In time, due to changing procedures or increased awareness, existing structures may be subject to inspection with regards to fire safety. One of such structures, the Heilige Urbanuskerk (Church of the Holy Urbanus), has been found to lack necessary precautions. Part of the strategy to approve the building, with its aberrant shape, for fire safety are CFD simulations. Just how accurate can a church be modelled? Without drawings?
A fire safety strategy has been developed in order to fulfil the requirements for safe use. One of the key issues is to allow for a safe evacuation of visitors in case of a fire. The capacity of the (emergency) exits was too limited. Despite this there was a feeling that there would be sufficient time for evacuation in the case of a fire due to the large volume of the church which may serve as a buffer for smoke. It was agreed with the fire safety consultant to investigate this suspicion by using CFD simulations. To perform the simulations, a 3D model of the church is required. Since the church was constructed in 1867, no drawings are readily available and the ones available are not digital or up to date. A model will need to be made from scratch. This raises the question: how does one obtain accurate measurements of such a complex structure? The answer: 3D scanning techniques.
A scanning device was set up by a scanning specialist inside the church at various locations and the interior was scanned. Later, these various scans were patched together to create a single 3D shell model. This model is constructed of a multitude of polygons and as such not directly usable in CFD software. It does however provide us with all the dimensions required and with the aid of the 3D scan a 3D volumetric model can be created. Additionally, on site measurements of the door openings were taken to model the exits later with a high level of accuracy. Even though in CFD simulations simplified models are used, this level of detail allows us to create a model that is more accurate and recognizable than would be achieved by manual measurements.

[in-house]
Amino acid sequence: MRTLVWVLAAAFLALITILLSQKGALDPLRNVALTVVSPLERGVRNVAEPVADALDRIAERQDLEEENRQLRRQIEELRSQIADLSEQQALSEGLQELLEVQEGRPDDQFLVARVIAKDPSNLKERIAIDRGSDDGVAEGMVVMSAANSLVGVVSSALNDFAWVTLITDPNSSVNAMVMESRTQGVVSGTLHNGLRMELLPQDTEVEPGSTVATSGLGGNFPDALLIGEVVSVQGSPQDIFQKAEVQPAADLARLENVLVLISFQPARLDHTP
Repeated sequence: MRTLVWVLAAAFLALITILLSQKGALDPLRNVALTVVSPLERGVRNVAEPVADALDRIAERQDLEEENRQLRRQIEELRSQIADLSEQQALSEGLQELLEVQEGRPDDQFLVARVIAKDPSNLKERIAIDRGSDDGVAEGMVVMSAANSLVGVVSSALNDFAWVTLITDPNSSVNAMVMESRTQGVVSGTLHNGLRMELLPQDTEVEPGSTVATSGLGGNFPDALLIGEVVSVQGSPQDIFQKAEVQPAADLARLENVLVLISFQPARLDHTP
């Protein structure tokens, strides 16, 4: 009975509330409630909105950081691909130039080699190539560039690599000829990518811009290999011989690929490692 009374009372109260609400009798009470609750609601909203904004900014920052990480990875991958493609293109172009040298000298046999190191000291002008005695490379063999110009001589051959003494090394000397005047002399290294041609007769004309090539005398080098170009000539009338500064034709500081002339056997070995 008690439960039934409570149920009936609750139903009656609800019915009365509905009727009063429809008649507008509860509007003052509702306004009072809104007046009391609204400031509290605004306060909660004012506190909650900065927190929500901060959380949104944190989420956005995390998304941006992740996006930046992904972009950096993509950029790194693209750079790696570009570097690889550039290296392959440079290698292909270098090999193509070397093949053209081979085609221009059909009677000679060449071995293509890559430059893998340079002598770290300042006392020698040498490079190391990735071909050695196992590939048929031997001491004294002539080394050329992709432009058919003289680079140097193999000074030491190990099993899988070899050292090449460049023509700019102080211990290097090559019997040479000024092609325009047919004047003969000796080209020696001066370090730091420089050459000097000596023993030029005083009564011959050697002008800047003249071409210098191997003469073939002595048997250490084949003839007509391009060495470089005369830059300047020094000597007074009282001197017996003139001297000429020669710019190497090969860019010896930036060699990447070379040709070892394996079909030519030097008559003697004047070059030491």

To determine if visitors can safely evacuate the building two variables need to be calculated, the Available Safe Egress Time (ASET) and Required Safe Egress Time (RSET). When ASET is larger than RSET, visitors can evacuate the building safely. The RSET was calculated according to Dutch building regulations based on response time, walking speed, distance to exits and the number of visitors. In this case the RSET was determined to be 320 s, even assuming one of the emergency exits is blocked by the fire, limiting the options for visitors to escape. The ASET is determined by running a simulation with a worst case design fire. The time it takes for conditions to become untenable was calculated at 360 s. This means that even with conservative assumptions there is sufficient time available to vacate the building.
The results have been evaluated by the appropriate authorities and have contributed to approval of the fire safety strategy for this monumental building as a venue for gatherings without making changes that would be detrimental to the building’s character. Modelling a building without useful drawings is a challenge. With the help of 3D scanning this is certainly possible. In the future we’re looking at ways to simplify the process of transforming a scan into a useful model.